The next step is to pin the pattern pieces together along the seam line you marked in order to try on the pattern. The tape will prevent the curved seams from tearing while you fit yourself.

I also tape the shoulder corners where the seam lines meet and any notch marks where I will be cutting the edge of the pattern. This reinforces those areas to allow me to use the pattern again and again.

I start my pattern alteration with the back, not only because that’s what is recommended in the Palmer/Pletch video but also because, for me, the back requires few, if any, alterations.

1st Pin Fitting
1st Pin Fitting

You can see the back follows down the center back line of my dress form very nicely. The shoulder is a good length and the princess seam contours to the back well. The length is right where I want it. Nothing to alter here!

But wait . . . .

When you see the side view (below) you will see that the armhole doesn’t work for me at all.

Side View High Armhole
Side View High Armhole

Most commercial patterns are designed to accommodate a B-cup in the bust area. Kathleen Cheetham’s Petite Plus Patterns are designed to accommodate a D-cup. Because I have a D to DD bust, I need to alter some patterns but most of the Petite Plus Patterns seem to fit nicely in the bust. I do need to lower the bust point about 1.5″.

Pin Fit Front
Pin Fit Front

My most challenging area to fit are my arms. I have very large upper arms. I recently found that, on the “Shapely Shirt” patterns, by lowering the bust point and armhole at the same time, I can enlarge the armhole enough to accommodate both alterations at once. I also need to widen the sleeve and that always gives me a lot of extra fabric to try and fit into the arm hole. I always end up gathering or pleating the sleeve to fit it in (not just easing, actually gathering). By lowering the armhole, I will have extra room to fit in the sleeve. NOTE: This is a method I used for a bodice with a bust dart, not princess seams.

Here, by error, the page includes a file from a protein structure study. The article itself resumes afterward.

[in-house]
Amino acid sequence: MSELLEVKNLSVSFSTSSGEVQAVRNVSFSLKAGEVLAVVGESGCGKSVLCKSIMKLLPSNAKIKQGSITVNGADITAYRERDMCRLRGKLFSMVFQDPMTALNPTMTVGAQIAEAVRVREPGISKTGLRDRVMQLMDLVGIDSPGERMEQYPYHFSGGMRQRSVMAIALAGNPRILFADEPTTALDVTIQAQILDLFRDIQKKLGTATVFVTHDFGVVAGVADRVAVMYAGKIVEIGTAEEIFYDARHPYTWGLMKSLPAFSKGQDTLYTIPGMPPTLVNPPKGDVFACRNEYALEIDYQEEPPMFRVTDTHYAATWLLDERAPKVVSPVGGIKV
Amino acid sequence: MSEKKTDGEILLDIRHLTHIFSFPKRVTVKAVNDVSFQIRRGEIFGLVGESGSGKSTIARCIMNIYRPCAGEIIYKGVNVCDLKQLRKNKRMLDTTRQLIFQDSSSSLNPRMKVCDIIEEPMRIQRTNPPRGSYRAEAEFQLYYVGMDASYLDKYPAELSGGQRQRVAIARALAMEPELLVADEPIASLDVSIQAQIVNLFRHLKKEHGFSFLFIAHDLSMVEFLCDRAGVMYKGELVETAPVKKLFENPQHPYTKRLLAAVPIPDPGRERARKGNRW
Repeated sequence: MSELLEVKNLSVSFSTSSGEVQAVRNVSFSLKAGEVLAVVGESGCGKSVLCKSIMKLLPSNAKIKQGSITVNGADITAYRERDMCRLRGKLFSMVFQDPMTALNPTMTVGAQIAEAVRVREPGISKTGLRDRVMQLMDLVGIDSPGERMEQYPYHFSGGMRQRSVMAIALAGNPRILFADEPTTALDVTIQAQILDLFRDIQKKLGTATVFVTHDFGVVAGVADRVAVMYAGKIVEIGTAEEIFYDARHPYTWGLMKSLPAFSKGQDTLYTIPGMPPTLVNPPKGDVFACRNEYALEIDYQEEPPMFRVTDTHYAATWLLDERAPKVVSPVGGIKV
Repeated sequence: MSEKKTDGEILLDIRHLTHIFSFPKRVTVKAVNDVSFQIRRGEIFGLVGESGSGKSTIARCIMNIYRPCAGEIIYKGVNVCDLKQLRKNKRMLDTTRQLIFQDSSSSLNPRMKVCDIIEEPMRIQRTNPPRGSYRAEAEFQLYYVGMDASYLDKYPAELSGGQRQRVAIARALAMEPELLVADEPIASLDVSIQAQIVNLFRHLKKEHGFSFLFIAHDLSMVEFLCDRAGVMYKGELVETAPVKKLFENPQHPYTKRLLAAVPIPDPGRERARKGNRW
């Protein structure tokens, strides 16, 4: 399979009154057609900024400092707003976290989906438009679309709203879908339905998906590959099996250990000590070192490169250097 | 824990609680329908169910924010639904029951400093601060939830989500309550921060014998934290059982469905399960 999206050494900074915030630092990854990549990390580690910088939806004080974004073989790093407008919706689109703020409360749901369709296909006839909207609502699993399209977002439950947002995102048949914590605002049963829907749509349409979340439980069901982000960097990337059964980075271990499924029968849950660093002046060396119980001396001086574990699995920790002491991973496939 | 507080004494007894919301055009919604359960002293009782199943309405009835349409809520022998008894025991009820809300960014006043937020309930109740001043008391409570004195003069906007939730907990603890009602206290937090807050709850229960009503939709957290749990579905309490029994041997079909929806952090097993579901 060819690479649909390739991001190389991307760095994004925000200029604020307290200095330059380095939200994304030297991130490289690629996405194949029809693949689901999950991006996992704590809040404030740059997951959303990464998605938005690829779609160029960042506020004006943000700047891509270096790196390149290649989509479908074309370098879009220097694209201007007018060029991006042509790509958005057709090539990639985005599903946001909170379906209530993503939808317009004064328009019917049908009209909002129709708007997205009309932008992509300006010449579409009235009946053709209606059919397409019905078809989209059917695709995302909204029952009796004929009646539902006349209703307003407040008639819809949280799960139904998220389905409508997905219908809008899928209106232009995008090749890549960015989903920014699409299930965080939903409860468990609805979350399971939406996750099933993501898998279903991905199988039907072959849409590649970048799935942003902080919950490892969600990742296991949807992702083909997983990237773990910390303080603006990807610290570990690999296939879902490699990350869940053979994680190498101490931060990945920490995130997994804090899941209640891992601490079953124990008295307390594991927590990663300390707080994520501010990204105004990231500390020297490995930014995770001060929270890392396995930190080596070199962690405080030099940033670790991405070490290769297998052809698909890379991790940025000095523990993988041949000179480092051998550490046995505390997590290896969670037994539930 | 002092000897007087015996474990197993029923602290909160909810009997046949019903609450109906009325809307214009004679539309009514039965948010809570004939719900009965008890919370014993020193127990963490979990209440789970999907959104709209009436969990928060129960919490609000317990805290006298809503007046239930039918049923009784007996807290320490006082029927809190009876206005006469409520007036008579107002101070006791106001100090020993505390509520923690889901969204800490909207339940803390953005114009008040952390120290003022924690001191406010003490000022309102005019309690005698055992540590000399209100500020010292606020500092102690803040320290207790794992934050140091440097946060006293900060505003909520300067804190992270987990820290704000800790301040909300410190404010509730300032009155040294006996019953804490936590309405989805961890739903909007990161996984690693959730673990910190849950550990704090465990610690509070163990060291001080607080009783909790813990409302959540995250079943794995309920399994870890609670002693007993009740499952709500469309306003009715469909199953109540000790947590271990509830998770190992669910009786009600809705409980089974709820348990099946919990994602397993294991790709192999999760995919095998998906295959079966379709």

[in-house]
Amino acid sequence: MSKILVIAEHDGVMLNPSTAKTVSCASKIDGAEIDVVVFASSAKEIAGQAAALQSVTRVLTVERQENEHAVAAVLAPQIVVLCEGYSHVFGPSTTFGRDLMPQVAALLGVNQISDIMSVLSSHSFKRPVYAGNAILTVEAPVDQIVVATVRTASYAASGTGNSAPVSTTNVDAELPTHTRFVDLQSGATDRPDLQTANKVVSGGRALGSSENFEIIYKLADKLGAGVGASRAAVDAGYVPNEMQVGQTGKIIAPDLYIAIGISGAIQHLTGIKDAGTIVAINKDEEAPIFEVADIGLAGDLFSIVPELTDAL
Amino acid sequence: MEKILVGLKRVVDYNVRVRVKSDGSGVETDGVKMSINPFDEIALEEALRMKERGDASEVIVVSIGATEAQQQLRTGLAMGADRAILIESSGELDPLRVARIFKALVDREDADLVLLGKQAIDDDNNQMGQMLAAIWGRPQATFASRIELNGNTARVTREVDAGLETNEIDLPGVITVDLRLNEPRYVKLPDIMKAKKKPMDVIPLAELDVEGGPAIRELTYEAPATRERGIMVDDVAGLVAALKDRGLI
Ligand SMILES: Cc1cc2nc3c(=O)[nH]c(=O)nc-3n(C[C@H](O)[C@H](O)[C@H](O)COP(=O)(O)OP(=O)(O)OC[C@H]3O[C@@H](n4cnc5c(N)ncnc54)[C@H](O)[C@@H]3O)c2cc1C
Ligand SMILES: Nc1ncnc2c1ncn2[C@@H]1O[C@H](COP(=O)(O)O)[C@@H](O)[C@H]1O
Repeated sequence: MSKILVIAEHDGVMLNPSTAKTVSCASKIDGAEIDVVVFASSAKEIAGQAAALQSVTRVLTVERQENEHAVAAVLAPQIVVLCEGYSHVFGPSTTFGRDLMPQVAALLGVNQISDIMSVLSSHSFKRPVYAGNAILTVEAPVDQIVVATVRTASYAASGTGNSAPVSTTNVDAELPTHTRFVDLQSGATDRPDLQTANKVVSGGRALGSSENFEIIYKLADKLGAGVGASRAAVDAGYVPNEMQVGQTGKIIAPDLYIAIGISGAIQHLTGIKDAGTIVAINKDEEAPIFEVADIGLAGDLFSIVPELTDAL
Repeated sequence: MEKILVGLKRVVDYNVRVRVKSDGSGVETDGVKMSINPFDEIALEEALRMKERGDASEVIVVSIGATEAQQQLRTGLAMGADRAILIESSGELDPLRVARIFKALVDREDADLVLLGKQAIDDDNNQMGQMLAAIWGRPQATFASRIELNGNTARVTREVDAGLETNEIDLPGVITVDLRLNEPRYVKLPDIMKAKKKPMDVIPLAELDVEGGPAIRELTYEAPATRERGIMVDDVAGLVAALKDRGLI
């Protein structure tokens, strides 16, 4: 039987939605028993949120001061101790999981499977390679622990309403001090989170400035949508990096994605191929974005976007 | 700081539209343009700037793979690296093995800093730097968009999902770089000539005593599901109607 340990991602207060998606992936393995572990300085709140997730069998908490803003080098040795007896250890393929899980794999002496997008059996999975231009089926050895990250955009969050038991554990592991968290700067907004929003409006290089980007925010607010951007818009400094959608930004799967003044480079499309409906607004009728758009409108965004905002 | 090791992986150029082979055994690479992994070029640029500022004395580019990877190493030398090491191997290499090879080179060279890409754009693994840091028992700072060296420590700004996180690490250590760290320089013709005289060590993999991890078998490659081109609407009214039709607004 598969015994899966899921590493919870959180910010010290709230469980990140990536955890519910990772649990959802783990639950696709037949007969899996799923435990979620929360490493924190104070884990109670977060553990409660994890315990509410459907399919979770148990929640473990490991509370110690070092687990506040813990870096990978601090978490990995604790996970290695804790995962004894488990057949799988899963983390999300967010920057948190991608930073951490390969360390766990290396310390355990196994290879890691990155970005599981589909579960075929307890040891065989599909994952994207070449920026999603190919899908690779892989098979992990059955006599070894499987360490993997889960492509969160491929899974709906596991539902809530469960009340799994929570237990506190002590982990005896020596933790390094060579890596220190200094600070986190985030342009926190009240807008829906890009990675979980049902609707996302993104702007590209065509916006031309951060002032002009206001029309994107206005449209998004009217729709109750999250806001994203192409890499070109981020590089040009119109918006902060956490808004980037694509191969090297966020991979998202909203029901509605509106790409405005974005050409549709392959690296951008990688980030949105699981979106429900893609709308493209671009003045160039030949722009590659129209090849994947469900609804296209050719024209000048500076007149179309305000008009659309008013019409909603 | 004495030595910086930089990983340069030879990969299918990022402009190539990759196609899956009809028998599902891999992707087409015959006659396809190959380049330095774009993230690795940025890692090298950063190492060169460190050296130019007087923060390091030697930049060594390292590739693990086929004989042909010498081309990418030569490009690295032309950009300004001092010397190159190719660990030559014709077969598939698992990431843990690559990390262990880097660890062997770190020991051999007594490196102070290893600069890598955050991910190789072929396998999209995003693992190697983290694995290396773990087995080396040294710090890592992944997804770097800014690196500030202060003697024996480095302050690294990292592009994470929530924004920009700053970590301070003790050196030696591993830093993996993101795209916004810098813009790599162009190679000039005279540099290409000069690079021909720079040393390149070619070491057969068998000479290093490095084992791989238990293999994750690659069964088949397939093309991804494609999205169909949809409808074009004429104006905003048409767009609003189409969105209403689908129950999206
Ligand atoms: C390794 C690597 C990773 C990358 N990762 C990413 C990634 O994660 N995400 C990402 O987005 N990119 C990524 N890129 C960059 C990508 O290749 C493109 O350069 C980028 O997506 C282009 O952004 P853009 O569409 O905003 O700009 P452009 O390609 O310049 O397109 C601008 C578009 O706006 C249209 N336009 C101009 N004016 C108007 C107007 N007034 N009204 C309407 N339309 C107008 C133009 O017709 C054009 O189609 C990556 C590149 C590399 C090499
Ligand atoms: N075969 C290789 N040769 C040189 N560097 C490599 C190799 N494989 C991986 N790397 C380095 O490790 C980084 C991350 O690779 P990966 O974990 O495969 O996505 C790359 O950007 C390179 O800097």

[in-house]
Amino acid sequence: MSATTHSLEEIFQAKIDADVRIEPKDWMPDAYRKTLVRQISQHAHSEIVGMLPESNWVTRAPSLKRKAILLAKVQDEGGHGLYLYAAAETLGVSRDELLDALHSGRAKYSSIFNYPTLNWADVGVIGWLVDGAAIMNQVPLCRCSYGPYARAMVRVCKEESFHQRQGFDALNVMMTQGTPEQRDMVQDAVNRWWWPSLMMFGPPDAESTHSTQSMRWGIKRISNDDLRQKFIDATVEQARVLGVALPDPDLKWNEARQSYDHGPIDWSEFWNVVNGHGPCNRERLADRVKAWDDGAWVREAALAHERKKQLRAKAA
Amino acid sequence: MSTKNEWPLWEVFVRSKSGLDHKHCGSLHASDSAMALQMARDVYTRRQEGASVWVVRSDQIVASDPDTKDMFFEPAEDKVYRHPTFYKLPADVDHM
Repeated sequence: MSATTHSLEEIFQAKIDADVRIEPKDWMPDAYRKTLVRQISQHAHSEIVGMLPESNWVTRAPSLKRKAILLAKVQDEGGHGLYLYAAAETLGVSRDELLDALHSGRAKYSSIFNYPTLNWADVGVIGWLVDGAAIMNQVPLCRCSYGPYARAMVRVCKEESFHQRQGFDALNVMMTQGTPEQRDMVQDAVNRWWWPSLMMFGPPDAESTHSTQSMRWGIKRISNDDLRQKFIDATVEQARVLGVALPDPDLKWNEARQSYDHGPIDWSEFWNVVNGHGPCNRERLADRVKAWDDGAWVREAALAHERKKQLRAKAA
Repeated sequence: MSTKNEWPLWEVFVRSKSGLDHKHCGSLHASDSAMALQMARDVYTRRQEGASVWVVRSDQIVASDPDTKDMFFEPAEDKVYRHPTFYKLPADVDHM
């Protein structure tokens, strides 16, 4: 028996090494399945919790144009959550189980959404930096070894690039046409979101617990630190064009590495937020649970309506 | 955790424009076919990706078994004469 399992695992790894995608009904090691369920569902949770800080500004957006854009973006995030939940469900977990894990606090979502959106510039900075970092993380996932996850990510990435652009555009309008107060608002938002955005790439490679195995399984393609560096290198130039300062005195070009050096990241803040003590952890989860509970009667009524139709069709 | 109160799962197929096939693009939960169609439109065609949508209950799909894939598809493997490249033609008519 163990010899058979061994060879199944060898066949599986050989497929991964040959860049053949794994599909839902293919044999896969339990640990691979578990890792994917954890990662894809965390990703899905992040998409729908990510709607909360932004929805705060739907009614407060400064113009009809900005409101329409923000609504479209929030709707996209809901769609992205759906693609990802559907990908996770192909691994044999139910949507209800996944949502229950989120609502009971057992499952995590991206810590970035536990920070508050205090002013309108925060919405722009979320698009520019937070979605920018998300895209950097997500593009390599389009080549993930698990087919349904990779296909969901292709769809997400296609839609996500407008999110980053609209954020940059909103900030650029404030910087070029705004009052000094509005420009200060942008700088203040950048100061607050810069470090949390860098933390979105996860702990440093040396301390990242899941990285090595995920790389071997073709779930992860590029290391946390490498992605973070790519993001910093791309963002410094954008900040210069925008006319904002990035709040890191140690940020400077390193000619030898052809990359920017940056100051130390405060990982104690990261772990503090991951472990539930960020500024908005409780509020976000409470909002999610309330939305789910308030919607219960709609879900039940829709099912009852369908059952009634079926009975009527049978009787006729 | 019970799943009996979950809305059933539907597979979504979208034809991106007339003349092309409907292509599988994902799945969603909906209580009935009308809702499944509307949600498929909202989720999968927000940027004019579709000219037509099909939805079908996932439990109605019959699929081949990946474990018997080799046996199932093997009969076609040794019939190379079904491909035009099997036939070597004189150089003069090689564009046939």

As you can see, when I fit the front, the entire armhole needs to be lowered. There are a couple of ways to do this. Since I used the above method successfully on the previous pattern from this company, I decided to do it again on this pattern. It is easy and quick to do.

To do this I draw a rectangle on the bodice front that begins somewhere in the lower area of the armhole and encloses the bust dart. The other end of the rectangle exits out the side seam. I cut this entire rectangle out of the pattern and lower it 1.5″. I then re-attach this rectangle to the bodice front with tape, keeping the grainline aligned and the entire pattern flat. Accuracy is important here.

Draw Cutting Lines
Draw Cutting Lines

On many patterns, this makes the armhole too low so, first, I have to decide if the armhole needs to be lowered or not. If not, I only cut the rectangle out over the bust point, not all the way through the piece.

Cut Pattern
Cut Pattern

Next I cut all the way across the two lines. I cut at this point so I can use a rotary tool rather than scissors. Next, I use my gridded cardboard table cover to line up the pieces again accurately and pin them onto the board in their original positions